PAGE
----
Radium is asked by respected experiential agency Jack Morton Worldwide to create the score and soundscape for the London Olympic Games BP Experience at London’s Linbury Theatre in Covent Garden.

This is to be an invitation-only event turning the venue into a totally immersive world, for an hour long real world multimedia journey. Jack Morton are very clear that they want to completely redesign the B2B experience, elevating it to previously unseen levels of theatre, storytelling, technology, drama and adventure. The latest developments in projection mapping, CGI animation, perspective altering film techniques, directional lasers and motorized moving stage sets will be used to add enormous visual impact to what would otherwise be simply a very high quality documentary film. The sound must work with the visuals, to hold audience engagement in a story which will at times be highly complex and technical.

As a creative challenge it’s very exciting, given that we’ll essentially be scoring and sound designing a full length hour long experience which must play out in an environment encompassing a number of separate acoustic areas, a bespoke designed and kitted out multiple level surround sound speaker rig, working amidst a variety of moving sections and interchanging sets. The sound and music must be interwoven with the bespoke physicality of the environment right from the initial creative stages as well as in the final mix so that the audience can genuinely internalize the experience as they progress through it, rather than simply watching the show from a more detached perspective.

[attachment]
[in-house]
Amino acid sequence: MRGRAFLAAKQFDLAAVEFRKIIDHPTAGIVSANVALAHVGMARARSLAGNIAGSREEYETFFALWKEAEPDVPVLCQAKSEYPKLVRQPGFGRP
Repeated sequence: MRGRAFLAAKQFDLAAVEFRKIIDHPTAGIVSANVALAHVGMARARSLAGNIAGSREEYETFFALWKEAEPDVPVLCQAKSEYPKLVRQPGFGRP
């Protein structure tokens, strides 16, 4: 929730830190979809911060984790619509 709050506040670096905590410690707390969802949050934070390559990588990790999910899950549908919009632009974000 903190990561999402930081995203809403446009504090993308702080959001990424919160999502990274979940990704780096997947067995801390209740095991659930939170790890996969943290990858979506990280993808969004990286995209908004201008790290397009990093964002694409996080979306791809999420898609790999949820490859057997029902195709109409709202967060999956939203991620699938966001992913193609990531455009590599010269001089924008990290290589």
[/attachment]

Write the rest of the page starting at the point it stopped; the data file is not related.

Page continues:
After launch, Exhibitor Magazine’s editor writes in “Exhibitor at the Olympics” :

“The sound, lighting and ambience of this experience – from start to finish – kept you immersed in this quiet, dramatic atmosphere. You completely forgot you were inside a building in London’s Covent Garden district. When I exited the theatre following my visit, I was shocked to see the midday sun and the bustle of weekday business. The experience’s ability to transport visitors to a different time and place was a pretty remarkable achievement.”